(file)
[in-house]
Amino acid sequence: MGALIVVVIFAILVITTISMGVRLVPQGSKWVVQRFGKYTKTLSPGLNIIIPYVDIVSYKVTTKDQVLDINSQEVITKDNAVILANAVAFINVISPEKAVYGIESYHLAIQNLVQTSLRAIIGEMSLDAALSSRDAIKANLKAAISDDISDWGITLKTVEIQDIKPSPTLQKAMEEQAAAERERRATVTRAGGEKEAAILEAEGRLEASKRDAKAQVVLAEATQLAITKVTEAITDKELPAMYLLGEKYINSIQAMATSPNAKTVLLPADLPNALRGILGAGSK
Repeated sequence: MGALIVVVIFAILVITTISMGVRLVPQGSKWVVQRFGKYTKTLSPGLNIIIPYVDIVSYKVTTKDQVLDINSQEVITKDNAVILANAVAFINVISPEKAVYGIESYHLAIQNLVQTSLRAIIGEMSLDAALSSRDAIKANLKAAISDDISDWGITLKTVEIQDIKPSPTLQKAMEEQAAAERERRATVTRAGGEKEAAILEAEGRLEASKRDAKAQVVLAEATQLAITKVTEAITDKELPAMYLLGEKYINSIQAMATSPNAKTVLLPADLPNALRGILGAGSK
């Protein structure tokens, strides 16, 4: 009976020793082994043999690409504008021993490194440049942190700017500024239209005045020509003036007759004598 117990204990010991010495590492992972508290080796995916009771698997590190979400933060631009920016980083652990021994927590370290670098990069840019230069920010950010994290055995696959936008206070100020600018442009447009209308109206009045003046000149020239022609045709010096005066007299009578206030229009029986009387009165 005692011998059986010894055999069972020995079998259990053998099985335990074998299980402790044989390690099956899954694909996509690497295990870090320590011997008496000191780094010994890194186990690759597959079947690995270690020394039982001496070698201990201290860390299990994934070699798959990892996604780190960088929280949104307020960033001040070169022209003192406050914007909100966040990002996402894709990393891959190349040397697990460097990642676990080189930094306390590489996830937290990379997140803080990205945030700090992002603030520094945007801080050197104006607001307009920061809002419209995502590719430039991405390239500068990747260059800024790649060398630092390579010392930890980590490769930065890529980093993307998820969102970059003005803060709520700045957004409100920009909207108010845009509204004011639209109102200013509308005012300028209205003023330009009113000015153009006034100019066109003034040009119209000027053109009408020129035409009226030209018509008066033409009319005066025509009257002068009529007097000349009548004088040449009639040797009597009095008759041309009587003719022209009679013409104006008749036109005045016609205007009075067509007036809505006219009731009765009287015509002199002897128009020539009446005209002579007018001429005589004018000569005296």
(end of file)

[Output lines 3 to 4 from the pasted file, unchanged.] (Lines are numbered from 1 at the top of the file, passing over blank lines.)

Repeated sequence: MGALIVVVIFAILVITTISMGVRLVPQGSKWVVQRFGKYTKTLSPGLNIIIPYVDIVSYKVTTKDQVLDINSQEVITKDNAVILANAVAFINVISPEKAVYGIESYHLAIQNLVQTSLRAIIGEMSLDAALSSRDAIKANLKAAISDDISDWGITLKTVEIQDIKPSPTLQKAMEEQAAAERERRATVTRAGGEKEAAILEAEGRLEASKRDAKAQVVLAEATQLAITKVTEAITDKELPAMYLLGEKYINSIQAMATSPNAKTVLLPADLPNALRGILGAGSK
């Protein structure tokens, strides 16, 4: 009976020793082994043999690409504008021993490194440049942190700017500024239209005045020509003036007759004598 117990204990010991010495590492992972508290080796995916009771698997590190979400933060631009920016980083652990021994927590370290670098990069840019230069920010950010994290055995696959936008206070100020600018442009447009209308109206009045003046000149020239022609045709010096005066007299009578206030229009029986009387009165 005692011998059986010894055999069972020995079998259990053998099985335990074998299980402790044989390690099956899954694909996509690497295990870090320590011997008496000191780094010994890194186990690759597959079947690995270690020394039982001496070698201990201290860390299990994934070699798959990892996604780190960088929280949104307020960033001040070169022209003192406050914007909100966040990002996402894709990393891959190349040397697990460097990642676990080189930094306390590489996830937290990379997140803080990205945030700090992002603030520094945007801080050197104006607001307009920061809002419209995502590719430039991405390239500068990747260059800024790649060398630092390579010392930890980590490769930065890529980093993307998820969102970059003005803060709520700045957004409100920009909207108010845009509204004011639209109102200013509308005012300028209205003023330009009113000015153009006034100019066109003034040009119209000027053109009408020129035409009226030209018509008066033409009319005066025509009257002068009529007097000349009548004088040449009639040797009597009095008759041309009587003719022209009679013409104006008749036109005045016609205007009075067509007036809505006219009731009765009287015509002199002897128009020539009446005209002579007018001429005589004018000569005296």